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Rob da Mop
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#147
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#147
On the one hand it was more expedient that he be killed quickly and effectively. No chance of hostage taking for negotiations and no costly farce of a trial. We also have to face it. This was a kill mission, they were never going to take chances.

On the other hand due process exists for a reason. It's very well to say that he was definitely guilty, and I accept that he was, but where does this sort of certainty stop? What about the summary justice? In the USA they do have the death penalty, but in the UK somebody convicted of 3000 murders is still only given life in prison (quite rightly, IMO). Who says that form of justice is right?

Anyway, I think that in the end as undesirable as this outcome might be from an ideological perspective the assassination was the most logical choice, and not to be regretted. The thing I'm really not happy with is the way everybody has reacted - cheering in the streets etc. A man died FFS! He might have been a murdering *******, and the world is a better, and in the long term safer, place without him, but he was still a human being. He's not even been of any significance other than a symbol since 2001. Some quiet satisfaction at the harm to the enemy cause is justified, but really, almost a party outside the White house? That's just sick.
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The Premier
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#148
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#148
If he was captured where would he be sent?
Pakistan or Afghanistan?
If he was there not only would that be a massive risk of him escaping [or being released], but there would be serious threats of attacks. Let's be fair these extremists kill others for all sorts of reasons.

More realistically he would be sent to the US, which would lead to more protests and eventually his execution. While in jail he would have to have protection from others and be kept at the American taxpayer's expense - this in itself would hardly be a good campaign move for Obama.

To be fair what could be done other than execution. NATO's allies in the area are shady and the local governments should be treated with even more suspicion, especially if we take into account where Osama was found.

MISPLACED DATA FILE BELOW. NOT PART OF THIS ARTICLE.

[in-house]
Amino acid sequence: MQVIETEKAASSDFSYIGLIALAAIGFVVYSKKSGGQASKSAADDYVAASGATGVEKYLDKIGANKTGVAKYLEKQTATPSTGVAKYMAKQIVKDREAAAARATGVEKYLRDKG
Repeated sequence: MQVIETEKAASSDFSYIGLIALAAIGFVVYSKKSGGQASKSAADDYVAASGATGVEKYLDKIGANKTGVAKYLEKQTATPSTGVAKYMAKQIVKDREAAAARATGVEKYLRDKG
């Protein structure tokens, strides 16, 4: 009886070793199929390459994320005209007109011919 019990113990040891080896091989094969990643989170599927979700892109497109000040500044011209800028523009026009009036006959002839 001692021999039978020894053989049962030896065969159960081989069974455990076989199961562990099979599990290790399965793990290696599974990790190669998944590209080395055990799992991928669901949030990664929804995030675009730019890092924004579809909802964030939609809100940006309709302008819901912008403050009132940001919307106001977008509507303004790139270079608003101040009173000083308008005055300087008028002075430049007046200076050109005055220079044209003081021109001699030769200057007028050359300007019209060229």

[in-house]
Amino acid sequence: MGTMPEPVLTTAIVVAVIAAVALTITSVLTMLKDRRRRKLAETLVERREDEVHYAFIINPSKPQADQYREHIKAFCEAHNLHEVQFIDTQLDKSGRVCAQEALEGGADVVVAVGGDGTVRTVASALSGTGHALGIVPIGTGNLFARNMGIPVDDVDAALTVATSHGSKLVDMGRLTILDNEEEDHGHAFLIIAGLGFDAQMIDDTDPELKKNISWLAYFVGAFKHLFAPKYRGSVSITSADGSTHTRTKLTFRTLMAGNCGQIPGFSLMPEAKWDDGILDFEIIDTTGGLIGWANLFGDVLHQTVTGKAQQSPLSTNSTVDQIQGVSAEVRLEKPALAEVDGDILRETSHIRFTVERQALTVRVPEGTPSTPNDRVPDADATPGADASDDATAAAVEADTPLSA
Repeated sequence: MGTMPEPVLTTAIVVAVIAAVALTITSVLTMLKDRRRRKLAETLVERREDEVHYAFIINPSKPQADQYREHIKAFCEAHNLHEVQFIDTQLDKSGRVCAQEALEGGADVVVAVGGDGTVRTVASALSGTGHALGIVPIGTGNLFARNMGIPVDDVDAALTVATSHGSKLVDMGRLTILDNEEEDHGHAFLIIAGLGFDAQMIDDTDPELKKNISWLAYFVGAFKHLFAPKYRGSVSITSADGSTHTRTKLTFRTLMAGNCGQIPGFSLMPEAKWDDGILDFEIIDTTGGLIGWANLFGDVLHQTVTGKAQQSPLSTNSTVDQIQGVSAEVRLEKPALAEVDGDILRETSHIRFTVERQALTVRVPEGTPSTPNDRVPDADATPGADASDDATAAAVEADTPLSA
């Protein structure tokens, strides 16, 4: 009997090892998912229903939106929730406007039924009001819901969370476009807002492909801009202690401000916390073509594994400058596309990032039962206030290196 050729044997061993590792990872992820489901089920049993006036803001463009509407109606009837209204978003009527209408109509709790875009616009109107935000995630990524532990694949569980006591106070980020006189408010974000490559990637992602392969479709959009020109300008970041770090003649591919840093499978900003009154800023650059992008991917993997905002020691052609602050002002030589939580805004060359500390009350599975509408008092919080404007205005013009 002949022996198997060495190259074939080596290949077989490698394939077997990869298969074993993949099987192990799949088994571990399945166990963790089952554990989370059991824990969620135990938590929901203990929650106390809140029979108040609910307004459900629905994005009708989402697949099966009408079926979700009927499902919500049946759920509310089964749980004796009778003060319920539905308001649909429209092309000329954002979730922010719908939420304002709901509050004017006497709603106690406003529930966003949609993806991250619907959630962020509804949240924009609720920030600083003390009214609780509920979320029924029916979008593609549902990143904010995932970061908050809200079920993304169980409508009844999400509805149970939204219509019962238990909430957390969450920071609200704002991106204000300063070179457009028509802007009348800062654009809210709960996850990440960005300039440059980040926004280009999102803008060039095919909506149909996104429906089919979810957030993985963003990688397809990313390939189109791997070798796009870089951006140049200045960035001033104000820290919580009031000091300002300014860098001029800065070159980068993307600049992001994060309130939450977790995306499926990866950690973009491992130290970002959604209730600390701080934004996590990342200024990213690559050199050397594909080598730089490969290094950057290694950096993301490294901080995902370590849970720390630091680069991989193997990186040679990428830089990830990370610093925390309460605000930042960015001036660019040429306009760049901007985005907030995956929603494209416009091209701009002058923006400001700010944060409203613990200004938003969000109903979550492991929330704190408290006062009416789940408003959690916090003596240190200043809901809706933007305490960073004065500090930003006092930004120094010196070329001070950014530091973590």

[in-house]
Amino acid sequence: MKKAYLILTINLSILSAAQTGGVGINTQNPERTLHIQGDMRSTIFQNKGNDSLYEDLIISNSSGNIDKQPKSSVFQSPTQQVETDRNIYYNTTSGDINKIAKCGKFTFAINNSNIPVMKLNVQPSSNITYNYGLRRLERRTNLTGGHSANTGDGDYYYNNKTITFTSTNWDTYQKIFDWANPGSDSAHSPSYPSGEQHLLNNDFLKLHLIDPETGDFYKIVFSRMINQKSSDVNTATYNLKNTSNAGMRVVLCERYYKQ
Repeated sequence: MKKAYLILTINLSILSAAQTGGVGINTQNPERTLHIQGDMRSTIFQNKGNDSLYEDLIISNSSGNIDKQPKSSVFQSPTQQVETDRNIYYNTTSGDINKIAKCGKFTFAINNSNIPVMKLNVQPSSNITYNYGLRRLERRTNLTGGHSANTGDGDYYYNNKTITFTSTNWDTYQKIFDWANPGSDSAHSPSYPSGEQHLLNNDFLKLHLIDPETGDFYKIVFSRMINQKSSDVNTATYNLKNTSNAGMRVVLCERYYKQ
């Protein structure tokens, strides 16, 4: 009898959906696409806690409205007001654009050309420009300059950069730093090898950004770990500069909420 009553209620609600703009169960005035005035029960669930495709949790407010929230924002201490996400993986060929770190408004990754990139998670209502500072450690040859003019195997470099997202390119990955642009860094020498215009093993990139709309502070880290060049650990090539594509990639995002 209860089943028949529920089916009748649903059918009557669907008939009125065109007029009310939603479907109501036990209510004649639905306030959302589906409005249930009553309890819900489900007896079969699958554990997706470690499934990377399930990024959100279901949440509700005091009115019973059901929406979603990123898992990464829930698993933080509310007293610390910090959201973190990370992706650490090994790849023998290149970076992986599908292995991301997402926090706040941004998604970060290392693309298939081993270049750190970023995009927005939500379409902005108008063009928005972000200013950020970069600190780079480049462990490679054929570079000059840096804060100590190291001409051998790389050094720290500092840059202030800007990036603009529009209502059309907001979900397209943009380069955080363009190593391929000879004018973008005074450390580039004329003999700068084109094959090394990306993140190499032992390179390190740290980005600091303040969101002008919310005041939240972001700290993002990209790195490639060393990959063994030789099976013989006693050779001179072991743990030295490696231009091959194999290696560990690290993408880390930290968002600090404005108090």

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Stalin
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#149
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#149
I wholeheartedly agree.
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RollerBall
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#150
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#150
(Original post by No Future)
I won't feel sorry for them when their economy crumbles and Asia rules the world.
I forgot Asia and China's excellent history of human rights. I'm sure everyone will agree that America is the lesser of two evils there.
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Dude Where's My Username
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#151
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#151
Nice to see you put the human rights of a mass murdering terrorist before 3,700 innocent city workers Swayum :yawn: And the Left wonder why they're called Loony.........
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angrydanmarin
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#152
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#152
Although common morality dictates that we should have captured and trialed him, it was not worth the risk of what would have happened if we did so. Yes, he does have human rights, but the Americans were looking at this with a utilitarian perspective which on the occasion, overlaps human rights.

On the one hand, we have one man with the right to life.
On the other hand, we have a risk of thousands of people losing their life. Although what was done was not entirely moral, it was the lesser of two evils.